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4 Short Articles; 1 Comprehensive Story

I read HR Magazine in short bursts - usually when I am 5+ minutes early for an appointment. It takes a month to read the monthly publication at this rate. In today's world, we rarely sit down and read any publication cover to cover. Personally, I like short articles that summarize larger items. The 4 titles that clearly came together for me were:
  1. Fewer Freezes
  2. Salary Increases, Variable Pay Lower than Expected for 2010
  3. Employee Engagement Gains are Tenuous
  4. Most Companies Unprepared for Succession at the Top

It's really 2 plus 2

The first two stories represented one theme. Hewitt Associates, in the Fewer Freezes story, states that the number of companies freezing salaries in 2010 was down significantly and they anticipate the trend to continue into 2011. The second story states that while pay raises and variable pay awards in 2010 were lower than expected, there is some optimism for 2011. The theme to me - a slowly but steadily improving economy. The second two stories talk about upcoming movement to me. In the first of these two stories, Sibson Consulting defines an engaged employee as someone that "knows what to do and want to do it." WorldatWork. earlier this year, reported that less that half (39%) of US workers said that the recession has helped them appreciate their jobs more. The final story of the four seems to be an ongoing theme - talent management at the top of the company and at the top of company's functional areas is not getting the attention it needs.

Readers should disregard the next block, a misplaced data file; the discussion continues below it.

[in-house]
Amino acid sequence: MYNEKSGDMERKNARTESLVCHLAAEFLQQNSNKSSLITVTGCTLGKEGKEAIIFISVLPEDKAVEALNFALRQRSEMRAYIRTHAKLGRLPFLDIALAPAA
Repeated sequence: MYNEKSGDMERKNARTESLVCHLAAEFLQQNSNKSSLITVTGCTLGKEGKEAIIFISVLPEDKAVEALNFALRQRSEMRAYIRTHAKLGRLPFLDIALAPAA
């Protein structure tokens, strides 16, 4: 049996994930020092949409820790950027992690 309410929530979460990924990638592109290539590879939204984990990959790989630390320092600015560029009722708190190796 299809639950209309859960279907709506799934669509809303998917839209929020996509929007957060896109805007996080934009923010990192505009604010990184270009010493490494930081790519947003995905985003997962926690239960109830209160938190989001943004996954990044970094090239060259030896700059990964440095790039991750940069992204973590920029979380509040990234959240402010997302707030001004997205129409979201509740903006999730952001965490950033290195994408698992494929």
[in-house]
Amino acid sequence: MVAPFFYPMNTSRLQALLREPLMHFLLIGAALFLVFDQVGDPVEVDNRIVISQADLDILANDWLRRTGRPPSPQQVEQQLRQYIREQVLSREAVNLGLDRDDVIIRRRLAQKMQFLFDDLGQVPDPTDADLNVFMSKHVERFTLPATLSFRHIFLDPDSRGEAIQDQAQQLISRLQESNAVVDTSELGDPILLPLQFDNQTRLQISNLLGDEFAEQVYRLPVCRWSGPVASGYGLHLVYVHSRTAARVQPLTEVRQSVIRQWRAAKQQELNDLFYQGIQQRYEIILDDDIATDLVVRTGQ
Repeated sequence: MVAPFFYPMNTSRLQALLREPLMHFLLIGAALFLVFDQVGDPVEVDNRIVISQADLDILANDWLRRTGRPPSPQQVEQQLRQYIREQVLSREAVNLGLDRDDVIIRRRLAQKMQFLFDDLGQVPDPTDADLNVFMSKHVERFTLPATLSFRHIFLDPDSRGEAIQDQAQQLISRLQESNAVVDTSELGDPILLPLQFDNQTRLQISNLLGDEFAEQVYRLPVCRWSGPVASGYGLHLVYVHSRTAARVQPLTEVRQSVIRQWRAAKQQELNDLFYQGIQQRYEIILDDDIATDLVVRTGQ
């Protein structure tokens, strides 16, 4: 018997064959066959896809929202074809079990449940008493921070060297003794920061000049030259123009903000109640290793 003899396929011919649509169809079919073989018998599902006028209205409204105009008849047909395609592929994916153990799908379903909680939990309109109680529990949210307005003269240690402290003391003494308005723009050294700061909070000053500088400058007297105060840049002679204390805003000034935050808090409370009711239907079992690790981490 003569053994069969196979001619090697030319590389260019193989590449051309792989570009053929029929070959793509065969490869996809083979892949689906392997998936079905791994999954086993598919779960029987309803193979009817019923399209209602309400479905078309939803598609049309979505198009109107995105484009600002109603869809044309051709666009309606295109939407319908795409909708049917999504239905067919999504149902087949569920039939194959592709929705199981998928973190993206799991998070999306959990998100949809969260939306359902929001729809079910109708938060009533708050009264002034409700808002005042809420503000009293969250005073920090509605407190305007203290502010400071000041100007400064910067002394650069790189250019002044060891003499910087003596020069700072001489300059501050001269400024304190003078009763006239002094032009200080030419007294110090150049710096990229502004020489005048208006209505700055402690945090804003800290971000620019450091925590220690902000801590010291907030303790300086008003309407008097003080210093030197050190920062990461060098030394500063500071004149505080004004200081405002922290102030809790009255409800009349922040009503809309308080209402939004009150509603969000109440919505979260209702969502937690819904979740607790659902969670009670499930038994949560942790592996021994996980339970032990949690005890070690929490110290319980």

A comprehensive story?

There is a clear opportunity for leadership in all functional areas to address this. Sibson Consulting's David Insler states that strong leadership is needed in strengthening employee engagement. "This can be done through clear leadership direction, improved communications, support and feedback to employees, setting a high performance bar and rewarding top performers accordingly." There were no clear recommendations from the final article. If I were to write one, it would be that companies need to address this at some point and that they can chose that point in time. Now would be smart - it can be done proactively. It can also be done when the need arises - when a key person leaves based on the slowly improving economy, the increasing number of executive opportunities, and the failure to address the level of employee engagement. I'm starting to read November's HR Magazine later today!